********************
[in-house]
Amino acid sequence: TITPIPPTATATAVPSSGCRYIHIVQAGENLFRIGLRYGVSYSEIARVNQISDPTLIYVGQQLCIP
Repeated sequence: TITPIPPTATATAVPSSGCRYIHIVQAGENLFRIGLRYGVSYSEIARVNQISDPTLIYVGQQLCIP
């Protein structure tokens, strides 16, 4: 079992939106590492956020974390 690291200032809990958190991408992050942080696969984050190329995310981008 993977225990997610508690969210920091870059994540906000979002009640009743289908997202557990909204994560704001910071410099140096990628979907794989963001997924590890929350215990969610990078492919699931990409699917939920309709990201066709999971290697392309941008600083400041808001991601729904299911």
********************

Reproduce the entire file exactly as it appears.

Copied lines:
[in-house]
Amino acid sequence: TITPIPPTATATAVPSSGCRYIHIVQAGENLFRIGLRYGVSYSEIARVNQISDPTLIYVGQQLCIP
Repeated sequence: TITPIPPTATATAVPSSGCRYIHIVQAGENLFRIGLRYGVSYSEIARVNQISDPTLIYVGQQLCIP
């Protein structure tokens, strides 16, 4: 079992939106590492956020974390 690291200032809990958190991408992050942080696969984050190329995310981008 993977225990997610508690969210920091870059994540906000979002009640009743289908997202557990909204994560704001910071410099140096990628979907794989963001997924590890929350215990969610990078492919699931990409699917939920309709990201066709999971290697392309941008600083400041808001991601729904299911």